How We Avoided the Void, and Earth and the Humanity Survived

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(Image: NASA/ESA/ESO/Wolfram Freudling et al. (STECF))

Ten lucky cosmic breaks that brought us here today—at each others’ throats, and sucking our planet’s life blood

From the New Scientist:

Here we are, small beings on a small planet orbiting an unremarkable star in a really rather ordinary galaxy in an otherwise undistinguished part of an unimaginably vast universe.

Yet something about our existence feels, well, special. From the ructions of the early cosmos to the growing pains of our planet and life’s daring evolutionary leaps, not everything about how we got here seems obvious, or even likely.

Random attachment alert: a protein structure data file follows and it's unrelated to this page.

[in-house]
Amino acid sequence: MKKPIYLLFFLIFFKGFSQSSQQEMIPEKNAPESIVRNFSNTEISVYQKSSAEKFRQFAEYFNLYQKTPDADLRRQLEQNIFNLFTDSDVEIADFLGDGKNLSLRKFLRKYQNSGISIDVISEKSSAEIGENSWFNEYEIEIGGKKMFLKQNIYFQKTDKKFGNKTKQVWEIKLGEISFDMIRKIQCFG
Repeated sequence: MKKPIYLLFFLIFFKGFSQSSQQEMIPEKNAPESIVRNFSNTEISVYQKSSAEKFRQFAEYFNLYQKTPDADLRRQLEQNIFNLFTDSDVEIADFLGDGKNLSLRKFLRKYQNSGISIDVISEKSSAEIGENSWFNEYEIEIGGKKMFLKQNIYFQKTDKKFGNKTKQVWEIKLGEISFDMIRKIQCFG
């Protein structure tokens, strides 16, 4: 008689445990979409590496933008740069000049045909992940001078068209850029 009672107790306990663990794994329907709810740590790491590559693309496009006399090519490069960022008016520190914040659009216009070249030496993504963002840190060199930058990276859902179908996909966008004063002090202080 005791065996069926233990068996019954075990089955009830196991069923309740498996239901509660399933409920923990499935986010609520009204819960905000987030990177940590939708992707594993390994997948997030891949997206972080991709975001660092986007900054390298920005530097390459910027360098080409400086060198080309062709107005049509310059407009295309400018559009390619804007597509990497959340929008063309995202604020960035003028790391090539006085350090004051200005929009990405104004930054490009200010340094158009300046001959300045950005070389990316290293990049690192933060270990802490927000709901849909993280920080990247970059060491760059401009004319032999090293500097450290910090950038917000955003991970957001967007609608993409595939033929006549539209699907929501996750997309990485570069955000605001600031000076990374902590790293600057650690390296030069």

Perhaps in other corners of the cosmos other sentient beings are also pondering the implausibility of their origins. Perhaps that very implausibility means we are alone with such questions. Either way, follow the trail as we visit 10 turning points in our history – the cosmic accidents that led to us.

Below are two events; check out the rest: The New Scientist.

13.75 billion years ago: How we avoided the void. We wouldn't exist if our cosmic neighbourhood had been just a bit less dense than average during the tumultuous moments after the big bang.

 

13.75 billion years ago: Tipping the antimatter balance. Why isn't the cosmos a sea of bland radiation? The triumph of matter suggests that the laws of physics are biased.

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